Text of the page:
Running from Shadows

My Marathon des Sables . . . and beyond

Belief

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What is it in our lives that prevents us from achieving what it is we really want to achieve? Our minds: belief. Whatever your goal, ambition, desire or need, whether changing your job, losing weight, running a mile, or walking two, add a little effort (because anything remotely worthwhile takes effort) and really start to believe and you can spark a chain of great, life-affirming events that could go anywhere. It’s a theme that I’ve thought a lot about recently, particularly over last Sunday’s inaugural Hoad Hill Marathon in Ulverston, my 48th, as I spent a few hours reflecting on my own changes and those of others that I get to see.

Set in the southern corner of the beautiful Lake District the Hoad Hill Marathon would mean one thing: hills. Oh, and rain.

But I turned up for registration the previous night and the temperature was a balmy 22C at 7pm and a lack of rain for weeks on end would also mean hard compacted trails, particularly as the weather forecast was for sun and warm temperatures for Sunday. So, obviously (duh!), there would be no rain.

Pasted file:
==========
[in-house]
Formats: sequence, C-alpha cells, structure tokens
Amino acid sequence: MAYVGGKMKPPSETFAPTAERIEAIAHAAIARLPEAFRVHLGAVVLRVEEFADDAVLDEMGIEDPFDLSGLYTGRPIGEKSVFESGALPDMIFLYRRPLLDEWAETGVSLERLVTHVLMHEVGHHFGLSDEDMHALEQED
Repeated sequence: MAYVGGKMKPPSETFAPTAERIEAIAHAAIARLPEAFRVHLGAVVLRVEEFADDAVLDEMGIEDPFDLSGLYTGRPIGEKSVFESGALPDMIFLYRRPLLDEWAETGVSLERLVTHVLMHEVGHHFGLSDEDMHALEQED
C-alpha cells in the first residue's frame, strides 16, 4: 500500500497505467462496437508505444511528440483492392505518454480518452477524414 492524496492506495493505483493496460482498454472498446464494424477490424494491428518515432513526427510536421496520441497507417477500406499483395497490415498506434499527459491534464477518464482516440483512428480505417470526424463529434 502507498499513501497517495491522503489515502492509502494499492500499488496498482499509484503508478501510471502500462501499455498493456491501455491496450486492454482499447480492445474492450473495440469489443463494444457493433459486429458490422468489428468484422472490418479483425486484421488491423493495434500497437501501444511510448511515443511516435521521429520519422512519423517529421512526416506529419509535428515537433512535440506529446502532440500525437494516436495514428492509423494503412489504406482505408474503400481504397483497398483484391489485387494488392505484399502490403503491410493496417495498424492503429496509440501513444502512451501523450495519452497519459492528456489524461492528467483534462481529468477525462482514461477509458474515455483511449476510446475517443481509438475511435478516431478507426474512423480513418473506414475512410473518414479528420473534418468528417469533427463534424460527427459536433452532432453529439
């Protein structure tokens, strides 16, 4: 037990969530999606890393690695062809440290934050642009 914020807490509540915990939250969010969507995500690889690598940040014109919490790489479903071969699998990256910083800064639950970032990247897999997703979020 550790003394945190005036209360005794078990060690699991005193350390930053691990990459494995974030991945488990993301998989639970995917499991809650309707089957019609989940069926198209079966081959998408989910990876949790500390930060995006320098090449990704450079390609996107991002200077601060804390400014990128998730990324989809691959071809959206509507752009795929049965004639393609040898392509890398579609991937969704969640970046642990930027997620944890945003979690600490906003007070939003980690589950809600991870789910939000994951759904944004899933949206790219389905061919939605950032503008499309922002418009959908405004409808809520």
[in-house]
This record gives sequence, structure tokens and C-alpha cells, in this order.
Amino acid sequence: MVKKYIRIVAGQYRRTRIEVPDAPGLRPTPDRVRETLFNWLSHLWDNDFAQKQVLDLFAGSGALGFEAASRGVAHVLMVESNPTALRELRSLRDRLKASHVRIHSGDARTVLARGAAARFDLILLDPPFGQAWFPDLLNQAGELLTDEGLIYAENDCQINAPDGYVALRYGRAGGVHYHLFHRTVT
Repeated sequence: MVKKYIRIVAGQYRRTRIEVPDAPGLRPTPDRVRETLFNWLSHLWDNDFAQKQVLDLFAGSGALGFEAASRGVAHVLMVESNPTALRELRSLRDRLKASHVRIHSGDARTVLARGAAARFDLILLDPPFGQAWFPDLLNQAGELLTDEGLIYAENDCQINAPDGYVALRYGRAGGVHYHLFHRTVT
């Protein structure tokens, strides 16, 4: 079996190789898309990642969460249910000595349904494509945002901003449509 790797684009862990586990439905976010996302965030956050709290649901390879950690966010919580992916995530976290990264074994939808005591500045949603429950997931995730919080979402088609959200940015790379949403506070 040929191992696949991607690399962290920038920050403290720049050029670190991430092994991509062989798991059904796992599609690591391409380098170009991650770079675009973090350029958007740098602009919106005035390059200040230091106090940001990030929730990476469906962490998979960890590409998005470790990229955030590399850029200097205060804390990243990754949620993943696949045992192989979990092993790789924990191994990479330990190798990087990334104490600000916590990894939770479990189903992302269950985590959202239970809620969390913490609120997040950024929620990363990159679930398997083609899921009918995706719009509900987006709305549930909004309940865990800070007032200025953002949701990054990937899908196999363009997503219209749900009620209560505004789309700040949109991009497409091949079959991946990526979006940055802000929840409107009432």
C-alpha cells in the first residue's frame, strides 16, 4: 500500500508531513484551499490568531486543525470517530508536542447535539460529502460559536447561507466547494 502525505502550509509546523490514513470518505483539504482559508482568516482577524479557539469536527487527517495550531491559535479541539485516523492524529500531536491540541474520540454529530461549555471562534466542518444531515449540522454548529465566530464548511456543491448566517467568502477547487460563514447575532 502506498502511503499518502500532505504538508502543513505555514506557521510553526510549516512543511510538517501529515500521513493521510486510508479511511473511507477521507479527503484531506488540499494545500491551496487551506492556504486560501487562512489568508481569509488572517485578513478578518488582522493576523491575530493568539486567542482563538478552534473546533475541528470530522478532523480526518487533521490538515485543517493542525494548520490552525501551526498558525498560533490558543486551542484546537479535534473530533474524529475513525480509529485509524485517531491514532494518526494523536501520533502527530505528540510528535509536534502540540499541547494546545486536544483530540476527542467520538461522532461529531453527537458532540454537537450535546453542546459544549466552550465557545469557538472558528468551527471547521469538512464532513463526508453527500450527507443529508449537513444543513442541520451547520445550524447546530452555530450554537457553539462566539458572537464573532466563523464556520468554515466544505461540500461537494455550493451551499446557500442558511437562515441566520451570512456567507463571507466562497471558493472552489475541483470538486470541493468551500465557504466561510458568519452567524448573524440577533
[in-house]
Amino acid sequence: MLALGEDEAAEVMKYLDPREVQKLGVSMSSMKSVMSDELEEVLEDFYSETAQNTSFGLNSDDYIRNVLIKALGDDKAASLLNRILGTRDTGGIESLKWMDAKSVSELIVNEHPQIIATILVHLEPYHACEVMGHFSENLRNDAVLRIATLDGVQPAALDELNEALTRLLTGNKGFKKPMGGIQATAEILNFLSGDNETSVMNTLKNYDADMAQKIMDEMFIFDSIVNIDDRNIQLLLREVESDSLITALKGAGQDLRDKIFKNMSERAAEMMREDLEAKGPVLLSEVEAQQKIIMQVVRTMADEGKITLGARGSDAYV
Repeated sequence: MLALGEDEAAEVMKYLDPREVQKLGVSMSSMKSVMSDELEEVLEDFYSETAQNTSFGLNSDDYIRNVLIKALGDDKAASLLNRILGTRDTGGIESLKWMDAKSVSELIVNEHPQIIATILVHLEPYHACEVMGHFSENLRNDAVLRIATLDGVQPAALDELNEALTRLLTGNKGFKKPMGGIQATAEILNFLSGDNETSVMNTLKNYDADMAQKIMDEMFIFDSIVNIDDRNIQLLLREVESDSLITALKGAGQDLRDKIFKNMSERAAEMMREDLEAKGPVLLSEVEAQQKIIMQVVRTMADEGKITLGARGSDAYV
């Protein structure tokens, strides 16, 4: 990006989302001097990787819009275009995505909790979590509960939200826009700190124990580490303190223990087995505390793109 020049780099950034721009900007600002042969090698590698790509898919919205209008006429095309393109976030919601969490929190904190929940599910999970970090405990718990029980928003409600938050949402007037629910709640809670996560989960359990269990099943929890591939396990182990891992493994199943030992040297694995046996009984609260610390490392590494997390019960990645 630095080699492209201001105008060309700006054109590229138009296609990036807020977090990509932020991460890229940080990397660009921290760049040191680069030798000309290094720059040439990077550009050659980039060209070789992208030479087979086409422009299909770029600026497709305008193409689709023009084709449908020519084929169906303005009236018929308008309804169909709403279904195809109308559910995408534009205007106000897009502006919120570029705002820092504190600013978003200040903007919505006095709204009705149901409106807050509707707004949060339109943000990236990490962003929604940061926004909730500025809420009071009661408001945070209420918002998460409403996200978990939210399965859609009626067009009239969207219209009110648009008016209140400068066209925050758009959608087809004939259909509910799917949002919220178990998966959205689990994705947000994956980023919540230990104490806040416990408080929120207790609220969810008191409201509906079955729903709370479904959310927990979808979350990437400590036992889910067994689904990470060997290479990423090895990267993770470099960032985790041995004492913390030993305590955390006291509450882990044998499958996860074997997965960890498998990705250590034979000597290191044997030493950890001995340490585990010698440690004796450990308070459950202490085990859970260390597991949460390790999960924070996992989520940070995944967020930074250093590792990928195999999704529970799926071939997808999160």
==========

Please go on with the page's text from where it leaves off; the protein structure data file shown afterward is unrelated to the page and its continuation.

Which turned out to be a big fat squishy lie. I should have known: it is the “Lake” District, after all!

I was first aware of my poor race kit choices when the rain started thundering down onto the roof of our B&B in the early hours, and didn’t stop. Groan. It’ll stop, I thought, and I tried to get back to sleep. So the noisy rain continued lashing noisily.

Finally looking out of the window at 7.30am the outlook, weather-wise, was grim: visibility was barely 300 metres, a thick rain-drenched low-lying cloud looked set to stay for hours, rivers of rain running from anything that resembled a slope. I vaguely recalled the event notes mentioning it was possible for marathon runners to drop off and finish at the half-marathon point . . . I think. I would see how it went.

But I was also feeling fresh and ready after taking my training a bit easier the last couple of weeks: my wife suggested I should go for it. “You’re stronger and faster than you allow yourself to think!” she said (something my coach Rory Coleman keeps trying to drill into me).

Was it a desperate plea to save herself from a few hours contemplating Ulverston’s main attraction, The Laurel and Hardy Museum (“PLEASE finish as quickly as possible!”), or did she have a stronger belief than I did in what I could do as I faced the deluge of rain? I was still quietly considering just doing the half-marathon . . .